Future of China-US ties amid intensifying trade war

By Sitwat Waqar Bokhari

US Vice President Mike Pence’s searing speech last Thursday accusing China of military aggression, commercial theft, rising human rights violations, and even meddling in America’s upcoming elections, has left a deep dent in the two global giants’ already tensing relations. In a meeting held between Chinese Foreign Minister Wang Yi and US Secretary of State Mike Pompeo in Beijing on October 8, discussions took a tense turn when the Chinese chief diplomat asserted that the US’ ‘misguided actions’ have affected the mutual trust between the two sides.

The meeting also cast a shadow on the prospect of China-US relations in the future. Besides blatantly denouncing China’s global and domestic policies, the United States has also been engaging in arms sales with Taiwan; a self-ruling democratic island that China considers its rebel province. Moreover, the US also recently sent its top-level officials to the island, even though Washington recognizes Beijing over Taipei.

It appears that the Trump administration, which has just finished redrafting trade agreements with its North American partners, the European Union, and South Korea, finds China as its biggest trade irritant. The superpower has garnered the support of a policy community that is worried about the Asian giant’s military assertiveness and willingness to flout global norms, concerning international investments and property rights, and is using this as the basis to confront the trade rival.

Trump’s demands, however, have become too extreme while suggesting that China should reduce its bilateral trade surpluses with the US, and eliminate tariffs that adversely affect US Republican voters. While the US and China have many interrelated problems, President Trump seems to have made a big deal out of their bilateral trade imbalance.

The US economists do not see this as a problem, though, stating that China has trade deficits with many countries that export natural resources to it. United States exports its natural resources, especially its agricultural and energy products, to other countries instead. To achieve any trade surplus with China, the US would need to export those products to China instead which would have no effect except resulting in US’ trade deficits with those countries.

The recent escalation of tariffs between the two in their bilateral trade since early 2018 sees no precedent in history since the Great Depression. The trade war began with the US placing tariffs on imports of solar panels and washing machines from China, escalating currently to covering US $259 billion of imports of Chinese goods. Economists believe these tariffs do not remedy any market distortions but lead to raising costs and increasing uncertainty.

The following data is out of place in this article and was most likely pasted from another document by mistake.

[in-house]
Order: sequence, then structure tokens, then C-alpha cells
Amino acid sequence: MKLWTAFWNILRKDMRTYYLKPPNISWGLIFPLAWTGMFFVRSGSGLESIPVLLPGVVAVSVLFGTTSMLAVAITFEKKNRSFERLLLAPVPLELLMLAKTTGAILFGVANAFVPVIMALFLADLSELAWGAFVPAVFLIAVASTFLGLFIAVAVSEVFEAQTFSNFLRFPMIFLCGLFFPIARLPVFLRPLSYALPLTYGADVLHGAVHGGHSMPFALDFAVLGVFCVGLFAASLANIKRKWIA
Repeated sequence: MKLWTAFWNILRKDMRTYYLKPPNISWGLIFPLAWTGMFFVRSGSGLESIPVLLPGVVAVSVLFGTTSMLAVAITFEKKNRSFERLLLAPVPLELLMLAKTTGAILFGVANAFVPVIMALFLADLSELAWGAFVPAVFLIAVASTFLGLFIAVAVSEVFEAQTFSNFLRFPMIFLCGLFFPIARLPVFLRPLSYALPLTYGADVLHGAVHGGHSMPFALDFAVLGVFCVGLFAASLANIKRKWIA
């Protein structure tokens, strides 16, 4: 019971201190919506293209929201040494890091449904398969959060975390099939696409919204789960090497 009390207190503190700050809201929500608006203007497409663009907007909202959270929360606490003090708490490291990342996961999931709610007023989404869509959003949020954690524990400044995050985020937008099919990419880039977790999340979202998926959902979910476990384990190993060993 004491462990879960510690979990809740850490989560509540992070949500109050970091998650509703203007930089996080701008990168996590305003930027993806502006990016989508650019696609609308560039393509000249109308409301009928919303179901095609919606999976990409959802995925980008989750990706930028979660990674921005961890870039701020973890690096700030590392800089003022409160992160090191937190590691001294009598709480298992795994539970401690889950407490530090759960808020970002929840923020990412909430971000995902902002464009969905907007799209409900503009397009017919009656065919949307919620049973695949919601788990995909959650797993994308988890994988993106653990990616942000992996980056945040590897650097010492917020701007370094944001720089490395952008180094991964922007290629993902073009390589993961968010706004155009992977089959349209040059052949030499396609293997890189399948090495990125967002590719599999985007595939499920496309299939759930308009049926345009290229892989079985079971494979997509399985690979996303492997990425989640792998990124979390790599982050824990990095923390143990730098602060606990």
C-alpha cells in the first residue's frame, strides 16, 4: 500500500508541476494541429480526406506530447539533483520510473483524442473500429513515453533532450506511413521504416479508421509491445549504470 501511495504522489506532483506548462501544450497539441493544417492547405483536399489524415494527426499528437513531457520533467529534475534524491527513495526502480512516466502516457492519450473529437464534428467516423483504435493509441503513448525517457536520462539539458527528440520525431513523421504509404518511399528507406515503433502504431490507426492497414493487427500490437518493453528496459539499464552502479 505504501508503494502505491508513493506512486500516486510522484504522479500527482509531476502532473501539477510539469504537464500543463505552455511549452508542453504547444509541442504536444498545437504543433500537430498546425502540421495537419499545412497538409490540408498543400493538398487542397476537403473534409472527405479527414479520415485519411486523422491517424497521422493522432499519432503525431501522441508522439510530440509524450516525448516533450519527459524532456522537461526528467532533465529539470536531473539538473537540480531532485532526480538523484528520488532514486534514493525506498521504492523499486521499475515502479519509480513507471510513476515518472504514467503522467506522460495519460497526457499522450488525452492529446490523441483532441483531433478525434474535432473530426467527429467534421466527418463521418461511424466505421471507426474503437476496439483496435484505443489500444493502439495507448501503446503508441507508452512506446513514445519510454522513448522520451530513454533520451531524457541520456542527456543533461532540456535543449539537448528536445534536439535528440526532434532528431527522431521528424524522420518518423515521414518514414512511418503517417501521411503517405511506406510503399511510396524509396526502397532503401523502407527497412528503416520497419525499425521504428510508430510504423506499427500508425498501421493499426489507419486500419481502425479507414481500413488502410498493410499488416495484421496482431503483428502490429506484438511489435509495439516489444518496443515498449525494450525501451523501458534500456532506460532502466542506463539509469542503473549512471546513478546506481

While the two countries have had an agreement over efforts to curb North Korea’s nuclear ambitions, their trade tensions and, especially, United States’ blatant charges against China in the United Nations have almost caused fears of full disengagement from China towards the US. Analysts at the Brookings Institute believe that the world’s first and second largest economies cannot possibly completely disengage, regardless of the actions of their particular administrations. Nevertheless, it is clear that Washington is becoming increasingly uncomfortable with growing Chinese economic dominance in its trade and financial arrangements. As a result, the impulsive, tit-for-tat tariff escalation is only proving ineffective and could cause lasting damage to both economies and to the critical US-China geopolitical relationship.

Notwithstanding, China continues to express its wish to pursue cooperation with the US and “not descend into conflict and confrontation” which would go against the interests of both the peoples, as stated by the Chinese Foreign Minister. To forestall further US tariffs, China has been seeking to hold talks with the US to reach an agreement. The US Secretary of State though claimed that the purpose of his visit to China at the end of his Asian trip this Monday was to address the disagreements the US has with China regarding its policies. Both sides, during the meeting, openly disagreed over who had called it off.

A meeting between President Trump and Chinese President Xi Jinping is now reportedly scheduled for the next month at the G-20 summit in Buenos Aires. The strategic moot is being anticipated by many as a possible ice-breaker in the two giants’ intensifying trade conflict.

The author Sitwat Waqar Bokhari is a Research Fellow at the Center for Research and Security Studies (CRSS), and Program Manager of CRSS’ sister organization – Afghan Studies Center. She tweets @SitwatWB.


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